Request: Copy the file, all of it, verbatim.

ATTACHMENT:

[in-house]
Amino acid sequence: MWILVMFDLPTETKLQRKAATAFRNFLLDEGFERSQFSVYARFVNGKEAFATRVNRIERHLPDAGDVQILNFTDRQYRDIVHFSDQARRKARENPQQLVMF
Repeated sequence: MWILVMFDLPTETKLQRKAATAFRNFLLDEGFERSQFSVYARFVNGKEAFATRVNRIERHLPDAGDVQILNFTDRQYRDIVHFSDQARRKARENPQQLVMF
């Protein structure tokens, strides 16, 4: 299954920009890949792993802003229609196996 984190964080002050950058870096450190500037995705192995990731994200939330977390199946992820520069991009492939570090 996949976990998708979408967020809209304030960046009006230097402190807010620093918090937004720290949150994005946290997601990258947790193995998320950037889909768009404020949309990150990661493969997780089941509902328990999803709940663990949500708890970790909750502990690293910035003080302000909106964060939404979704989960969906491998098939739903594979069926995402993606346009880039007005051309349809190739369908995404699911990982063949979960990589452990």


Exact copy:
[in-house]
Amino acid sequence: MWILVMFDLPTETKLQRKAATAFRNFLLDEGFERSQFSVYARFVNGKEAFATRVNRIERHLPDAGDVQILNFTDRQYRDIVHFSDQARRKARENPQQLVMF
Repeated sequence: MWILVMFDLPTETKLQRKAATAFRNFLLDEGFERSQFSVYARFVNGKEAFATRVNRIERHLPDAGDVQILNFTDRQYRDIVHFSDQARRKARENPQQLVMF
């Protein structure tokens, strides 16, 4: 299954920009890949792993802003229609196996 984190964080002050950058870096450190500037995705192995990731994200939330977390199946992820520069991009492939570090 996949976990998708979408967020809209304030960046009006230097402190807010620093918090937004720290949150994005946290997601990258947790193995998320950037889909768009404020949309990150990661493969997780089941509902328990999803709940663990949500708890970790909750502990690293910035003080302000909106964060939404979704989960969906491998098939739903594979069926995402993606346009880039007005051309349809190739369908995404699911990982063949979960990589452990």